Ko Samui is so big, we’ve split it up into areas, select one of the below for detailed accommodation and food listings in that area. Sights and general overviews for Ko Samui as a whole can be found via the icons above. Don’t know where to start? Read an overview of Ko Samui’s different areas.
Sitting at home on a cold, wet drizzly day while pondering where to pursue adventures abroad, it may seem obvious that you wouldn’t want to go to Cambodia, or Siem Reap, at the height of the rainy season, but actually it’s not nearly as bad as people imagine. In fact, it can be the best time of year to be here, mainly because everyone else has decided to stay away – which means that your drinks orders will be poured much more quickly. Or, if you insist on being cultural about this, then it’s certainly easier to enjoy the temples when the amassed crowds are considerably less massive.
But what about all that rain? Well, it’s not as bad as you’d think considering a whole six-month period is named after it; most of the time anyway (more on that below). The rainy season normally runs from June to November though weather patterns have been so random lately that I’m sure we’ll soon be expecting snow. It comes hot on the tails of what I affectionately call the “just please let me die season” that usually runs from April to June, though this year this phase seems to have started some time back in February. Oh joy. This is when temperatures regularly soar, soar up into the 40s causing me to whinge incessantly, flop, flail, and worry about drowning in vast pools of my own perspiration and self-pity. It’s not pretty.
It gets better during the rainy season – though of course, all things are relative and it might not seem that way if you’ve just hopped off a plane from somewhere where bikinis are whipped out and dusted off when (if) temperatures reach the low teens. But before I came here, I assumed that the rainy season meant that it would rain all day and all night every single day, because I can sometimes be a bit silly like that.
What it really, normally, means is that the day starts off reasonably cool, if humid, then gets progressively hotter and stickier until some point in the mid-afternoon, when homicidal thoughts are beginning to creep in, you finally feel the first flickers of a faint breeze. Hooray! This is your cue to go find some place you won’t mind being stuck in for an hour, and you’ve got about 20 minutes to do it. In the meantime, the grim grey clouds cooking up on the horizon are moving towards you, and the breeze will start to get stronger. The first burst of lightning is your five-minute bell, and will be followed by low thundery grumbles. The trees start to strain against the growing power of the wind and by now you should be ensconced in your chosen shelter, with your first drink ordered, ready to enjoy the show.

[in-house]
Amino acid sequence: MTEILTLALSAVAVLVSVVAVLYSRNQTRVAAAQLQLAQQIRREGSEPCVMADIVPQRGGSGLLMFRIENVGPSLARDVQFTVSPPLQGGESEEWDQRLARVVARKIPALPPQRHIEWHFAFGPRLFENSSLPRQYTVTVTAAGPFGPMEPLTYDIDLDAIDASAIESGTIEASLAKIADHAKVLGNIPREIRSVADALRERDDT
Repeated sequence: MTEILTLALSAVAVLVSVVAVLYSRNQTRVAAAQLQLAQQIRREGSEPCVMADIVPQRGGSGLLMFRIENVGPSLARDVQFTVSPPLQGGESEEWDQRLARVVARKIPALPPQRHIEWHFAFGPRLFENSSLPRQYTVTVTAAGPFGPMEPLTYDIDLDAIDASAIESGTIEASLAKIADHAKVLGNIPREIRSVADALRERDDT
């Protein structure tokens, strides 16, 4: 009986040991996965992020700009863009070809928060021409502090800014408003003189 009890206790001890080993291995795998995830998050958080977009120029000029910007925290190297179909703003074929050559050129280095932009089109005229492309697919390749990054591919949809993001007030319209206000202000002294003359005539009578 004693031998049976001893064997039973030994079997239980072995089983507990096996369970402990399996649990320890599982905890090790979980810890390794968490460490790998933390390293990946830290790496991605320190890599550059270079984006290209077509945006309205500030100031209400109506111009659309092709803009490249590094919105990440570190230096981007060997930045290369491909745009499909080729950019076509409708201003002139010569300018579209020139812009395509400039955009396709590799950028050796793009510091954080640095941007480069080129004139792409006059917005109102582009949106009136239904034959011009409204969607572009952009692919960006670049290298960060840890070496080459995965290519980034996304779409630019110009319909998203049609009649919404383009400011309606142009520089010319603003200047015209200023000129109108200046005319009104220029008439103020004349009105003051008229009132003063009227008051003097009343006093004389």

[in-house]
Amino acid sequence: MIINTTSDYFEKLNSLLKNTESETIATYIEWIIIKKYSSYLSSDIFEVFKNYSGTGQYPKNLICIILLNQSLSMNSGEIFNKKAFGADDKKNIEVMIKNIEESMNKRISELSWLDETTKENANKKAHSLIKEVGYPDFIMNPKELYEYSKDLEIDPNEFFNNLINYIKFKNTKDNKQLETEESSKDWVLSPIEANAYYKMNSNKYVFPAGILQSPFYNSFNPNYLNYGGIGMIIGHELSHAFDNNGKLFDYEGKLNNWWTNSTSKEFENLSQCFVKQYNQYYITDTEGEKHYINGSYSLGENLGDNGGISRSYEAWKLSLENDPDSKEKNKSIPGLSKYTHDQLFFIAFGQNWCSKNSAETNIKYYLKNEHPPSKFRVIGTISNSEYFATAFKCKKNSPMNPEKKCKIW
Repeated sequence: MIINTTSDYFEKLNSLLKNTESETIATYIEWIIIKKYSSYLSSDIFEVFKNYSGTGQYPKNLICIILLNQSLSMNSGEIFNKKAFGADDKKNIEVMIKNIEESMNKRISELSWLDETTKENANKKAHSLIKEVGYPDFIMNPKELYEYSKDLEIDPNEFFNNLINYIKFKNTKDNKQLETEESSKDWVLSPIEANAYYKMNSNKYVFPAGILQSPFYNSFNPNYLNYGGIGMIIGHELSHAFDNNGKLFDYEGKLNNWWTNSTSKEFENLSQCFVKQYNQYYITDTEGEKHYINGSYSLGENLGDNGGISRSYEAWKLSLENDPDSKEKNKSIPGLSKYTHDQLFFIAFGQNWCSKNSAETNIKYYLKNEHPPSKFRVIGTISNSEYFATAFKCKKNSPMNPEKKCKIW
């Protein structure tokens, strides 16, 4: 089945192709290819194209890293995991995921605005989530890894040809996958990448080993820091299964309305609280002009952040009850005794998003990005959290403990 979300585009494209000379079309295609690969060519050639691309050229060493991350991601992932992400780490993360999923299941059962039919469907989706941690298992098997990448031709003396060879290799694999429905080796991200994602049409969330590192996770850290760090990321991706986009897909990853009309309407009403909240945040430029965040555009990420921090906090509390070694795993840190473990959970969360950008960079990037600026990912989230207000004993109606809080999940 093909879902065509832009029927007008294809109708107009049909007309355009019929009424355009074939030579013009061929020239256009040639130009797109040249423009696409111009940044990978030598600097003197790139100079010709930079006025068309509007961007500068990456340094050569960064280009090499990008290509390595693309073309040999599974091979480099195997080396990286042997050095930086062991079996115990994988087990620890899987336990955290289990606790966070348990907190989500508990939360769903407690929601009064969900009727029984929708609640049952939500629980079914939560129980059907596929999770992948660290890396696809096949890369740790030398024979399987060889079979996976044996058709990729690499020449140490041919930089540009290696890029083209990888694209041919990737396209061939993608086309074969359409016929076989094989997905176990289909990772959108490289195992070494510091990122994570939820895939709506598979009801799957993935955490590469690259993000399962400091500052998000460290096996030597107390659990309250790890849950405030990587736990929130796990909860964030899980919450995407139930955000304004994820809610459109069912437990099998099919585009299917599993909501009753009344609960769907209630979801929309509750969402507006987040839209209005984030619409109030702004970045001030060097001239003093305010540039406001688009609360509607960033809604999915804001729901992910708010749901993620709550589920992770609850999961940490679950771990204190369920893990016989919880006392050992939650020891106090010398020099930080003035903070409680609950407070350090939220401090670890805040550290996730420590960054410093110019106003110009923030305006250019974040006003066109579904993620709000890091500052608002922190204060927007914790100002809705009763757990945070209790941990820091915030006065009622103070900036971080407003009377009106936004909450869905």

The show is normally one hour or so of the weather doing a bit of showing off. Lakes of rain are dumped, spectacular lightning cracks open the sky and thunder that can sometimes sound like firing an elephant gun right beside your ear roars. Sometimes, it really is right beside your ear and lightning deaths in Cambodia continue to be a huge problem, mainly for field-workers. The wind kicks in but is not usually sufficient to do damage, though I got hit by a flying branch from a tree a couple of weeks ago which was a little less than fun so keep an eye out.
If you’re still out and about, cheap, plastic condom-like raincoats help, and usually cost about riel 2,000 from streetside shop stalls where you can see them hanging up. They weigh nothing and take up very little space in your bag and are often a better option than carrying around a clunky umbrella. Putting them on without ripping the thin sides though is sometimes an art.
And then it just ends, usually after about an hour, and the transformation is blissful. The temperature has dropped, everything sparkles, the light is lovely and the air feels softer and less humid. It’s jump in the air and click your heels time. If that’s your thing.
It’s not always like that though. September and October last year saw horrific flooding all across Cambodia that killed hundreds and displaced thousands and families are still struggling with the consequences. This kind of disaster at this time of year is not unprecedented; 2002 was just as bad. And in 2010 we also had Typhoon Ketsana which left us wading up to our knees for a week. And who knows what this or any other year will bring. It’s the Year of the Dragon, which is supposed to bring rain …
By Rosanne Turner
Last updated on 4th June, 2015.